Devin Townsend Project: The Academy, Manchester – live review
Devin Townsend Project, TesseracT, Leprous
The Academy, Manchester
13 March 2017
A triple bill of variants on a progressive metal theme, which promised much and delivered on most if not quite all accounts. Mike Ainscoe reviews.
The recent double live album from Norway’s Leprous possibly signalled their Live & Dangerous/Strangers In The Night moment. While their output, particularly the latest The Congregation albums have always been edgy and challenging, the live record could be the one that brings them the audience they deserve. Decked out in black, the long fringes swinging in the backlit shadows, they appear very modern men with a contemporary take on progressive music with an alternative metal tinge. Given just half an hour, their set comes packed with drama and contrast, emphasised by the stark lighting presenting the band as shadowy ghosts delivering their set based round The Congregation. Einar Solberg’s operatic delivery and deep intensity on top of a fertile soundscape leaves the impression that Leprous have the potential to go into Muse-like eminence.
In contrast, TesseracT may be ostensibly the more popular of the two supports in terms of billing. For the main part, being disguised by swathes of coloured backlight light might have been frustrating to watch as they ran through a cherry picked portion of the ambitious Concealing Fate suite from the One album.
Their sound combines a bewildering mix of the djent – tech metal – polyrhythmic groove vibe mixed with the melodic and ambient. Vocalist Dan Tomkins flits between the clean and harsh style and provides the vocal and focal point as the band pump out the canvas on which he casts his musings. On their day, a course to be digested with relish, they maybe suffered from being the filling in the sandwich encased by the Leprous grandeur and the mighty presence of the headliner.
Talking of which, Devin is simply a master craftsman from another planet. Probably the planet Ziltoidia. Toning down the extremes of his earlier days in Strapping Young lad, he’s still a monster onstage with the almighty power of his current Transcience album as the backbone of his set. Failure, Stormbending and Higher are a trio that not only shake the foundations with an epic quality but as the stomping opening song celebrates, a chance to rejoice and partake in a musical revery.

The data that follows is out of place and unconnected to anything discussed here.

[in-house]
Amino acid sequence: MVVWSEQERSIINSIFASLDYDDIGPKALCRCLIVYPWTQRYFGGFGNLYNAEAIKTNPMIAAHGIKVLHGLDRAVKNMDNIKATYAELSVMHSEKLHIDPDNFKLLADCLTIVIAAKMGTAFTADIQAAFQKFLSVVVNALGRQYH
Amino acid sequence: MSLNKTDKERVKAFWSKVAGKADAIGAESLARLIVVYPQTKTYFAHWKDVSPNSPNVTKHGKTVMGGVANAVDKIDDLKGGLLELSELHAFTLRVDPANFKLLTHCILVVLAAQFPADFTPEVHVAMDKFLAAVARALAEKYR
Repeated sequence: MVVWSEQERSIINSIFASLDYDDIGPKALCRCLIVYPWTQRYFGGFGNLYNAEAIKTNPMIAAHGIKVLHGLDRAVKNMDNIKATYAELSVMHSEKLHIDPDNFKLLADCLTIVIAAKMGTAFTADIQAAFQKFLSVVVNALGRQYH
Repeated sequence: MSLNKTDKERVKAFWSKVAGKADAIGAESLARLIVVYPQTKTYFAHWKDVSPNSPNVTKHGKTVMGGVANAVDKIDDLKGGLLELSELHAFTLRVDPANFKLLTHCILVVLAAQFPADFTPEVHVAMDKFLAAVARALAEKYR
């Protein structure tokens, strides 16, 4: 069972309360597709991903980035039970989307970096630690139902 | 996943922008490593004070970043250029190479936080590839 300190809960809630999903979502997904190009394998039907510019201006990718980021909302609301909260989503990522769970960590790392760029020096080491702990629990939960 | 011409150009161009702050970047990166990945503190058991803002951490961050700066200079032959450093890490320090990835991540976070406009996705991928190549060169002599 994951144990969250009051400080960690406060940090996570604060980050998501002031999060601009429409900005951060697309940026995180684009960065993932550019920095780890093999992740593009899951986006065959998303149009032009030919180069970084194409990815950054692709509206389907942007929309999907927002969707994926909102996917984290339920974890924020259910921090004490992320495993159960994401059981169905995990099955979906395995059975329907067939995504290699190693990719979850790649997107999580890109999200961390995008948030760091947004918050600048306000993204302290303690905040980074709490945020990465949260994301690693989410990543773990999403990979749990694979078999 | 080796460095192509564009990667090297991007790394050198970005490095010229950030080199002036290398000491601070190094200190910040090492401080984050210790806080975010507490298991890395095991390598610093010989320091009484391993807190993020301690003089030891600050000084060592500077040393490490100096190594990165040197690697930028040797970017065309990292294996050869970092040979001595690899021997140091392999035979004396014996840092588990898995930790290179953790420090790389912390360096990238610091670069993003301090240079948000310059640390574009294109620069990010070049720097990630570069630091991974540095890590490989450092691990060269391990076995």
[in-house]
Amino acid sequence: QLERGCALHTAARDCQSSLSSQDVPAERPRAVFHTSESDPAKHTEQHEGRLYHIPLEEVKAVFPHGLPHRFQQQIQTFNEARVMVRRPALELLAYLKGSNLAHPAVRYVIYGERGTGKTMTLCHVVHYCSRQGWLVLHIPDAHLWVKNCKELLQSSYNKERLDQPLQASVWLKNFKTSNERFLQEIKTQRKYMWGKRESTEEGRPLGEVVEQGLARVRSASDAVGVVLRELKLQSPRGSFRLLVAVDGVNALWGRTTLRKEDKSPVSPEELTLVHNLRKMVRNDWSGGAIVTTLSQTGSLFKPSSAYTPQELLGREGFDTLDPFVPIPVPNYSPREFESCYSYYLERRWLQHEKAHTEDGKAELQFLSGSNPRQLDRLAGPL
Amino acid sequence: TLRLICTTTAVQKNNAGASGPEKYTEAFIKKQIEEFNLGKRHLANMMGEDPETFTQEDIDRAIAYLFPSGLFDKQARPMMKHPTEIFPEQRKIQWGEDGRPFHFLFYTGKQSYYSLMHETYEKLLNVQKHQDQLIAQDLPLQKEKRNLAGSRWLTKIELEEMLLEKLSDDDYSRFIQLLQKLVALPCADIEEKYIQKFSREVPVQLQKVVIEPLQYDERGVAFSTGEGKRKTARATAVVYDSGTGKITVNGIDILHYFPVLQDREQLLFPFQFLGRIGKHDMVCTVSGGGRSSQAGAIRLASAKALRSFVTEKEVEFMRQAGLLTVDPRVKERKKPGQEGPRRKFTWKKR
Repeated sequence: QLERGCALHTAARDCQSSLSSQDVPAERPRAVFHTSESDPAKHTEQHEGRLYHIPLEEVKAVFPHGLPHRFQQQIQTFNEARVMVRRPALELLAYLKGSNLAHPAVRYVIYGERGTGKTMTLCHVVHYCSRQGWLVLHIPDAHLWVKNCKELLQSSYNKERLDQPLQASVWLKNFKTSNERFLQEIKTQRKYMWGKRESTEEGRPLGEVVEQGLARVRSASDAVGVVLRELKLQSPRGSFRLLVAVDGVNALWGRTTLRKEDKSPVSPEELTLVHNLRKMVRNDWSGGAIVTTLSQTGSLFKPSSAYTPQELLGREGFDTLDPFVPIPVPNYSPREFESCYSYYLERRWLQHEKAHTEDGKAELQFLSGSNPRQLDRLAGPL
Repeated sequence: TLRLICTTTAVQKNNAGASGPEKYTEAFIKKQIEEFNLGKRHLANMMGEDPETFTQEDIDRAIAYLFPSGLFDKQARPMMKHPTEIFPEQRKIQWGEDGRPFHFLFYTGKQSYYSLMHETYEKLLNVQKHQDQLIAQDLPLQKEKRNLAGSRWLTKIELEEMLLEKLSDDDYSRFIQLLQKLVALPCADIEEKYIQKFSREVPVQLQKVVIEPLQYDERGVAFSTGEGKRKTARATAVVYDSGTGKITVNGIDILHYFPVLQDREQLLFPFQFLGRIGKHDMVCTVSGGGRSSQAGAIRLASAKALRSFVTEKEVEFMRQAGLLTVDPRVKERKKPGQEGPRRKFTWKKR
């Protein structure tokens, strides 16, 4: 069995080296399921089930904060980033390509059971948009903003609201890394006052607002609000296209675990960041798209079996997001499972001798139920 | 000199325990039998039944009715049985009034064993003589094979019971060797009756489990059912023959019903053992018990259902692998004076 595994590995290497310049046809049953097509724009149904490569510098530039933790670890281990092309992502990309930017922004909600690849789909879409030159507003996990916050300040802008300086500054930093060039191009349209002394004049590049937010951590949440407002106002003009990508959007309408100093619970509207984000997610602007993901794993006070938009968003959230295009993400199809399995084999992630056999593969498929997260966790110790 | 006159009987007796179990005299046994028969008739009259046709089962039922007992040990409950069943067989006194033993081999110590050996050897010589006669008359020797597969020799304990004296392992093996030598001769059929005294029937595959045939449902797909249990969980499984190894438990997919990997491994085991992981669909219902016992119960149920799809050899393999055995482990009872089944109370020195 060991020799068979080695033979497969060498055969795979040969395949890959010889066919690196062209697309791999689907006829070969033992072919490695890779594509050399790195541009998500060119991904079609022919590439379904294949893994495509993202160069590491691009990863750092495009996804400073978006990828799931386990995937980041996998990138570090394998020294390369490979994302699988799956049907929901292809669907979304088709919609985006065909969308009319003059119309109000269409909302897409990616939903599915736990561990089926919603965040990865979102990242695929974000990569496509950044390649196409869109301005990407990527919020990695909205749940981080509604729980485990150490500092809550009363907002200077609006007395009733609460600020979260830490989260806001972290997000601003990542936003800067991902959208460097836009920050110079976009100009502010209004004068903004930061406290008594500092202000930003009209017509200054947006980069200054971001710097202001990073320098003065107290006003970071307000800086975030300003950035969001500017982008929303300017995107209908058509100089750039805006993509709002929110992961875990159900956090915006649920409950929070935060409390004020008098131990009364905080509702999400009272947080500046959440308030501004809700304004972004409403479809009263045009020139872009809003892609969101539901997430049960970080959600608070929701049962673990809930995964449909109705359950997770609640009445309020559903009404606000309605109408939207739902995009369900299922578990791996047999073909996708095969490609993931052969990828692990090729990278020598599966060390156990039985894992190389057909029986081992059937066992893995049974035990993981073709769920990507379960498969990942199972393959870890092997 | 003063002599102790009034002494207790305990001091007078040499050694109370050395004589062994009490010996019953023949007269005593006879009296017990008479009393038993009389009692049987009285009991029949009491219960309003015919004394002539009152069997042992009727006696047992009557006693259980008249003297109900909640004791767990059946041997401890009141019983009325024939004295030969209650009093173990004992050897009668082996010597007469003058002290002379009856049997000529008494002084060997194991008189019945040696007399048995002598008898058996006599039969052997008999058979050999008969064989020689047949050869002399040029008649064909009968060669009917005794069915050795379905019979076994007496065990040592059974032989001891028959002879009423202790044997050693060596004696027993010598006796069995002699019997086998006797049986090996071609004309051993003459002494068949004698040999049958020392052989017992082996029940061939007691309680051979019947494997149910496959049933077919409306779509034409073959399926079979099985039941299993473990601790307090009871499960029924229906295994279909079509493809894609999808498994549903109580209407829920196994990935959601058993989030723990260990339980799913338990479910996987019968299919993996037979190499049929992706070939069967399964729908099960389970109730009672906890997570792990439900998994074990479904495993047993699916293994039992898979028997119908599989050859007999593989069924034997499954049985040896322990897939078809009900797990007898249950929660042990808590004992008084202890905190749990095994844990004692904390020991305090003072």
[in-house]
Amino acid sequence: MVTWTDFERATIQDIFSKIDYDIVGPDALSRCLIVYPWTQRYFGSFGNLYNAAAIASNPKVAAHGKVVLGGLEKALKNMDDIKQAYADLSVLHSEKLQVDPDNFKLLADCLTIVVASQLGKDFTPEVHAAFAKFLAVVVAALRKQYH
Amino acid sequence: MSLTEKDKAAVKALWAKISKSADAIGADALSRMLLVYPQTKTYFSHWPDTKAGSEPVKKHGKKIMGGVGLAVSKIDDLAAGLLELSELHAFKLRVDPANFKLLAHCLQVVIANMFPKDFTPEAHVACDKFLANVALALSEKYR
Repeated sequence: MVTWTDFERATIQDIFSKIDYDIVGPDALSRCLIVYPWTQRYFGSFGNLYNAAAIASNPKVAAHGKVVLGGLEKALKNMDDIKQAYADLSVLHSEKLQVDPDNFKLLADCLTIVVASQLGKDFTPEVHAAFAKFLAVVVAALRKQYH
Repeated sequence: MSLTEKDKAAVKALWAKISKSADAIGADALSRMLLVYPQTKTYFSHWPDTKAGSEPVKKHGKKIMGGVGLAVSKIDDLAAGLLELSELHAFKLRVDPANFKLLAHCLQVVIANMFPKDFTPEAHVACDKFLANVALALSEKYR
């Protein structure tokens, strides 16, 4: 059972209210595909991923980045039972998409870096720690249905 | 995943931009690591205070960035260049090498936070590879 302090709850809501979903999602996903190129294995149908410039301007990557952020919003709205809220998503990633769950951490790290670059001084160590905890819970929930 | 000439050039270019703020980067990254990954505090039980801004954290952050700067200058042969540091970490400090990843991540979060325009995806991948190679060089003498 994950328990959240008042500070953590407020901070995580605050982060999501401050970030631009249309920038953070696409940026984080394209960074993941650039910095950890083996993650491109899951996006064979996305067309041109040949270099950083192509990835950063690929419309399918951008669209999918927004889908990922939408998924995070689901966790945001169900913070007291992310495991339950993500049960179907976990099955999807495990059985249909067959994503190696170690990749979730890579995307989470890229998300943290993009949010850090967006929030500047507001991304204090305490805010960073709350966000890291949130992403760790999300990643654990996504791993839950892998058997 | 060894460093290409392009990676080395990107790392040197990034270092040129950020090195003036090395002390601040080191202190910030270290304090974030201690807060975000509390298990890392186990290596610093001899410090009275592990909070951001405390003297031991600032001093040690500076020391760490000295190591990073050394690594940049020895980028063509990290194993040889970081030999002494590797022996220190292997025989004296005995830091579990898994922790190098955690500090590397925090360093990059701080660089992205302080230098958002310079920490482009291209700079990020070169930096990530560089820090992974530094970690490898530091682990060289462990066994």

Diversity has always been the watchword with DT and while he has the technical chops in spades, it’s all served up with a pretty healthy dose of humour and tongue in cheekiness plus a very genuine appreciation. An acoustic Ih-Ah gets the encore started and he introduces Where We Belong as “a mellow one” whilst also dipping into playing the part of heavy metal frontman. Ziltoid Goes Home sees a rapid thrash combining with waves of fanfare which wouldn’t be out of place in musical theatre while the centrepiece, if there were one, may have been the epic Planet Of The Apes, more of an intrepid marathon squeezed into ten minutes.
The London gig on the tour would see the band shifting tack and performing the first full live airing of the whole of the Ocean machine album. He has coached up such a superlative band who are able to cope with such a challenge, be sympathetic to change and whose ability matches that of their glorious leader. The real Devin Townsend need not stand up – he has many parts to play and the beauty of being a DT disciple is that it’s never going to be boring.
All words and live photography by Mike Ainscoe. You can find more of Mike’s writing on Louder Than War at his author’s archive. He can be found on Facebook and his website is www.michaelainscoephotography.co.uk